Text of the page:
March 19, 2008


Ready for Obama ... (JOHN McWHORTER, March 19, 2008, NY Sun)

I have written that it is part of the essence of the modern black American identity to be a victor in private but a victim in public. There is a sense that while initiative is important, blacks still have to display more of it than whites, and that this isn't fair.

Someone who feels this way can have done well and even be comfortable around white people. However, that sense that black America still labors under a general injustice can express itself in taking a certain pleasure in listening to someone like Jeremiah Wright.

They hear a stirring articulation of rebellion, listenable according to a sense that fealty to one's race entails at least a gestural nod to sticking a finger in whitey's eye now and then. The tone, the music of the statements is more vivid than the content. Sermons like this are Sunday morning's version of gangsta rap.

This, then, is why, as Mr. Obama said in his speech yesterday, he could no more disown Reverend Wright than disown black people in general. So, why did the Obamas not find another church after finding out that Reverend Wright had some tart things to say about "the Man"? Because they weren't listening to them as logic, but as atmosphere.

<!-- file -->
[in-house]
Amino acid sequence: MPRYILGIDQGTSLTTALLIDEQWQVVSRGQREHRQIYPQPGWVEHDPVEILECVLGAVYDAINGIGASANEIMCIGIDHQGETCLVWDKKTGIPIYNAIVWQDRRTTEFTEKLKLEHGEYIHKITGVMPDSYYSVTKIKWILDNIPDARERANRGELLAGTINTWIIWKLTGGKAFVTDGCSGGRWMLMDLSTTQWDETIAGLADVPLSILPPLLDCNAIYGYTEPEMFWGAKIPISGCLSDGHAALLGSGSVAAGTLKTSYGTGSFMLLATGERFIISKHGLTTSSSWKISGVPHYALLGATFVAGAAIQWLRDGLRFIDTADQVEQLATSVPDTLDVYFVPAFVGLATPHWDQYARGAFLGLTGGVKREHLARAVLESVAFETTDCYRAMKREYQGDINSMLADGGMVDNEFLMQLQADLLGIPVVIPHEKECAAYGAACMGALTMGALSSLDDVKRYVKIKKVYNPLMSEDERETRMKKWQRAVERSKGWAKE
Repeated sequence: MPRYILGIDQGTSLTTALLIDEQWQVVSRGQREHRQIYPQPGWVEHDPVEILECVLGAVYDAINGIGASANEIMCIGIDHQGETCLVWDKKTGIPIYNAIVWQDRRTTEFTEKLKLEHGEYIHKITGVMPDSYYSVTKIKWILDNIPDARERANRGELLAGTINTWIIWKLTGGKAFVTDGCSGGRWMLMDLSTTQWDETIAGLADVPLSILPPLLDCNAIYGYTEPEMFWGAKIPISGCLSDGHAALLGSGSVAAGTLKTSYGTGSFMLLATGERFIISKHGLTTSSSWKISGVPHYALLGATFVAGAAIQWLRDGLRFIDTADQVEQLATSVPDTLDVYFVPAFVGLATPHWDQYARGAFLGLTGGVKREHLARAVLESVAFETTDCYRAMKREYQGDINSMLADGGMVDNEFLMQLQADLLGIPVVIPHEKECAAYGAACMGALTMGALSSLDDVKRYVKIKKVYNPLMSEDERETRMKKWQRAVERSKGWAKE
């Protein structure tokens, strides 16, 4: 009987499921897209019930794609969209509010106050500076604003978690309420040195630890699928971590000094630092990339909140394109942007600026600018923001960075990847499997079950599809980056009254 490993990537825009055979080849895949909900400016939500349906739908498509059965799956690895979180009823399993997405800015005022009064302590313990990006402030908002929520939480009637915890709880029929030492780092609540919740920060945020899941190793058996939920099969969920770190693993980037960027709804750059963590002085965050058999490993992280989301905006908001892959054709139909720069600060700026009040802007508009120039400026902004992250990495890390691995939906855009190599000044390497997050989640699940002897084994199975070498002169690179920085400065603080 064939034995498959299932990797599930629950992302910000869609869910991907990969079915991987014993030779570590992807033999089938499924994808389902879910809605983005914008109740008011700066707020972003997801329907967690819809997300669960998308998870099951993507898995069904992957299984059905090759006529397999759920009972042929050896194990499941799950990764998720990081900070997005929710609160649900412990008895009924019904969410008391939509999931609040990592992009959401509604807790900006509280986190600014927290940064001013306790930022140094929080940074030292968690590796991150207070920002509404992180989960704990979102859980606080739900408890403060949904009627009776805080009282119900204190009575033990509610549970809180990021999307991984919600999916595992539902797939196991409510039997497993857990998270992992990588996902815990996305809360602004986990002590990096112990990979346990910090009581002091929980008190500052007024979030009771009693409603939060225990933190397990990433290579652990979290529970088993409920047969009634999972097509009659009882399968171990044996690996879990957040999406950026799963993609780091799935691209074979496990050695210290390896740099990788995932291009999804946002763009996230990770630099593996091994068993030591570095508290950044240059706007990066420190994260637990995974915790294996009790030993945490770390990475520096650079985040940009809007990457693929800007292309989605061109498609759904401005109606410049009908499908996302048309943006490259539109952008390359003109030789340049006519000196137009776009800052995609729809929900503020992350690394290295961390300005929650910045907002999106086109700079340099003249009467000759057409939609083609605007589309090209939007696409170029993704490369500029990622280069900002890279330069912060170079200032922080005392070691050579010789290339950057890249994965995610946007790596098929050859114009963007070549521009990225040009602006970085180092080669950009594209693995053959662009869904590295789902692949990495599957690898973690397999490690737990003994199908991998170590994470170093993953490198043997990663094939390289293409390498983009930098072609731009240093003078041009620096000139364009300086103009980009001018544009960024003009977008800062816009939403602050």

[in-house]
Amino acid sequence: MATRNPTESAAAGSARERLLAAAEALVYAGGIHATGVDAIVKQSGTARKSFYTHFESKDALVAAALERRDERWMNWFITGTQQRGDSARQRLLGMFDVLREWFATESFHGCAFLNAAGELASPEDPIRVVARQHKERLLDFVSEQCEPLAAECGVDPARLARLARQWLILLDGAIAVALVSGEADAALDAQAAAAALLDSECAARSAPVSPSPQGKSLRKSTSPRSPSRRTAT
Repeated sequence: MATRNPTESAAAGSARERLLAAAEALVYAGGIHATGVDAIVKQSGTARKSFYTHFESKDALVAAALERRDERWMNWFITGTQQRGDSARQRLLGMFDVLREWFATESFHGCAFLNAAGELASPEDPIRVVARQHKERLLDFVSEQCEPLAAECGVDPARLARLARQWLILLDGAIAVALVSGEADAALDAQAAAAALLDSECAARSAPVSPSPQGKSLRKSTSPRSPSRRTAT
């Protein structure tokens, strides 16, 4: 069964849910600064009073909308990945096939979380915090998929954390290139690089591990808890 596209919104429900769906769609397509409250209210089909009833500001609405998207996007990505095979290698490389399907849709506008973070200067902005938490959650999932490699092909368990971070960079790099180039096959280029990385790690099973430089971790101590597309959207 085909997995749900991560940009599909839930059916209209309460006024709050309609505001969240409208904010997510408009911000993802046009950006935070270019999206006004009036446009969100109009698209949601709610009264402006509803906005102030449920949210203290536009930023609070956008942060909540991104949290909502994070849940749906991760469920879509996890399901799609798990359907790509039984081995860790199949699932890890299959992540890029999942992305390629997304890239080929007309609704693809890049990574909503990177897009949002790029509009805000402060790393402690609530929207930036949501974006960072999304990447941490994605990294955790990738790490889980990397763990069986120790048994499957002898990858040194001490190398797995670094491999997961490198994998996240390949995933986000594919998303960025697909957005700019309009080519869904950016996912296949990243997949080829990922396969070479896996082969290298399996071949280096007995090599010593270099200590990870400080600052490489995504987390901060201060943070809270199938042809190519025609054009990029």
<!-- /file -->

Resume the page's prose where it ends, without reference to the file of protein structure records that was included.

To the Obamas, attending to such rhetoric may even have felt like a gesture of solidarity with less fortunate blacks. Commentators reading this as evidence that the Obamas are conniving to get at the reigns of a nation they loathe are missing that in black America, to an extent that is easy to miss if one has not lived it, race trumps class.

This confusion of gesture with conviction also has thrown people on Michelle Obama's comment about not having been proud of her country until her husband's embrace by the public. Not too long ago everybody went wild over David Brooks's "Bobos in Paradise," about affluent couples managing their mutual funds and fighting to get their kids into top schools while indulging in anti-Establishment statements in decor, dress style, and political opinions.

Spot-on anthropology, all agreed. Then why the sputtering over an affluent, educated woman indicting America as a land of injustice?

It is certainly a fair point that the injustice spluttering sounds just as stupid coming from John Edwards and Hillary Clinton or any other Democrat decrying how tough things are in the most just, most affluent society in human history.

Posted by Orrin Judd at March 19, 2008 8:23 AM

I've read other pieces by McWhorter including his book "Losing the Race" and this article surprises me. He's opposed to blacks playing the victim buy excuses a preacher that preaches it to thousands?

Posted by: Patrick H at March 19, 2008 11:14 AM

McWhorter was on CSPAN a couple of weeks ago. He's supporting Obama all the way even if it requires him to contradict much of his own work.

Posted by: andrew at March 19, 2008 12:15 PM